The global incidence of malaria is about 500 million cases and according to UN estimate malaria kills one child every 30 sec and more than a million people per annum mainly in Sub Saharan Africa.

One of the eight Millennium Development Goals is to “Halt and begin to reverse the incidence of malaria and other major diseases”. National Health Policy 2002 admits, “Out of the communicable diseases which have persisted over time, the incidence of Malaria staged a resurgence in the1980s before stabilising at a fairly high prevalence level during the 1990s. Over the years, an increasing level of insecticide-resistance has developed in the malarial vectors in many parts of the country, while the incidence of the more deadly P-Falciparum Malaria has risen to about 50 percent in the country as a whole.”

The National Rural Health Mission (NHRM) focuses on providing key attention to 18 Indian states, improving the availability and quality of health care in rural areas, synergy between health and determinants of good health, capacity building and involving the community in the planning process. For 2005-2012, the NRHM identified a list of disease reduction outcomes, including Malaria mortality among other things.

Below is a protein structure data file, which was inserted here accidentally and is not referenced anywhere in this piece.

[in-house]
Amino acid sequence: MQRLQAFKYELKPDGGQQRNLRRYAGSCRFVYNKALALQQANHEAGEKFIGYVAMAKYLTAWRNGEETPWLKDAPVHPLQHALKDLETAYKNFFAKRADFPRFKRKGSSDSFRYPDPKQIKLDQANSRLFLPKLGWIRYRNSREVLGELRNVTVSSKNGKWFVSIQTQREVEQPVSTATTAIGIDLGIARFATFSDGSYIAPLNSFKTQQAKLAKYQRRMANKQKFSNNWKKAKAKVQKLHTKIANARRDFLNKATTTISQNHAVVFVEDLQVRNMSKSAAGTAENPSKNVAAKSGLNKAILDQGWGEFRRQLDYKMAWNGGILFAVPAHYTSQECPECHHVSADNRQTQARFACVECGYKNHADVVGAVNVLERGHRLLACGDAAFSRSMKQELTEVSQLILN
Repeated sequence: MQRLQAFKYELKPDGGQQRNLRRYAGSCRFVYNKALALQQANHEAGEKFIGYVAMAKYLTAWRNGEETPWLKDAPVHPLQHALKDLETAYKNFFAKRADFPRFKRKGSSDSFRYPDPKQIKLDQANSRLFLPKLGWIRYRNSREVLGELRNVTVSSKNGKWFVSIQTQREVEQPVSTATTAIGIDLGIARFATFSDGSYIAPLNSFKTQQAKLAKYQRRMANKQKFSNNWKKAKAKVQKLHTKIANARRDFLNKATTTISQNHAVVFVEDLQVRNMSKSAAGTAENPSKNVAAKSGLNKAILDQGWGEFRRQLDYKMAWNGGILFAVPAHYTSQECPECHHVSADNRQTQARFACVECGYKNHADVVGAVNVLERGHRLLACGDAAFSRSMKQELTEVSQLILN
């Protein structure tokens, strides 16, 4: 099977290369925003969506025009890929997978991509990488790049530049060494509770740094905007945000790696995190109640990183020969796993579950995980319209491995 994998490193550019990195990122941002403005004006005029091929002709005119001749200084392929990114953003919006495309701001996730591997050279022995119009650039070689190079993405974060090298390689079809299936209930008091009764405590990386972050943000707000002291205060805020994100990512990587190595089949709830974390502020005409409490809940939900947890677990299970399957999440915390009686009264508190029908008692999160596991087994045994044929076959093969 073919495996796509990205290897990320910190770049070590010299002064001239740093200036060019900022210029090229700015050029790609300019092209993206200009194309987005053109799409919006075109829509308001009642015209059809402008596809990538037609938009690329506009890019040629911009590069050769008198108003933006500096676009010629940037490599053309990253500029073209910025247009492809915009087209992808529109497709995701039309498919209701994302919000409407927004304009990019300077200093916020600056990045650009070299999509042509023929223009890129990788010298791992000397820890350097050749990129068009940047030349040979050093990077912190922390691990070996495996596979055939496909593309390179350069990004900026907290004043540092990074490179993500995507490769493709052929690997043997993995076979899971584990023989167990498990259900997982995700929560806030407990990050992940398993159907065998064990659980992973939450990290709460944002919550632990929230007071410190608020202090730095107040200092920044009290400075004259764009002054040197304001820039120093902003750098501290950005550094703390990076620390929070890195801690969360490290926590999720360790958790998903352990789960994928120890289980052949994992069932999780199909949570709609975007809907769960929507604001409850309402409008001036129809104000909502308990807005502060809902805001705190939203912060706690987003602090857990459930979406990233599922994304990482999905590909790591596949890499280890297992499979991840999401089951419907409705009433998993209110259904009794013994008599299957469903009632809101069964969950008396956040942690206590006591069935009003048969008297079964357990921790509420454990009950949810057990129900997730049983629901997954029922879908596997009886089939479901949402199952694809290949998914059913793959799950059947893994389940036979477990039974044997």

Phanishwarnath Renu in his novel Maila Anchal published in the very year the national malaria control programme captured its impact on the village of Maryganj. The government and global institutions argued that malaria control would increase agricultural productivity.

Malaria almost disappeared by the late 1950s. At the end of 1958, a total of 8,704 malaria squads were in operation who sprayed a total of 438 million houses. The number of recorded cases of malaria fell from 75 million in 1951 to just 50,000 in 1961. The malaria eradication programme employed 1,50,000 people by 1961. Malaria cases accounted for less than 1 per cent of all hospital admissions, an astonishing diminution in the burden of malaria.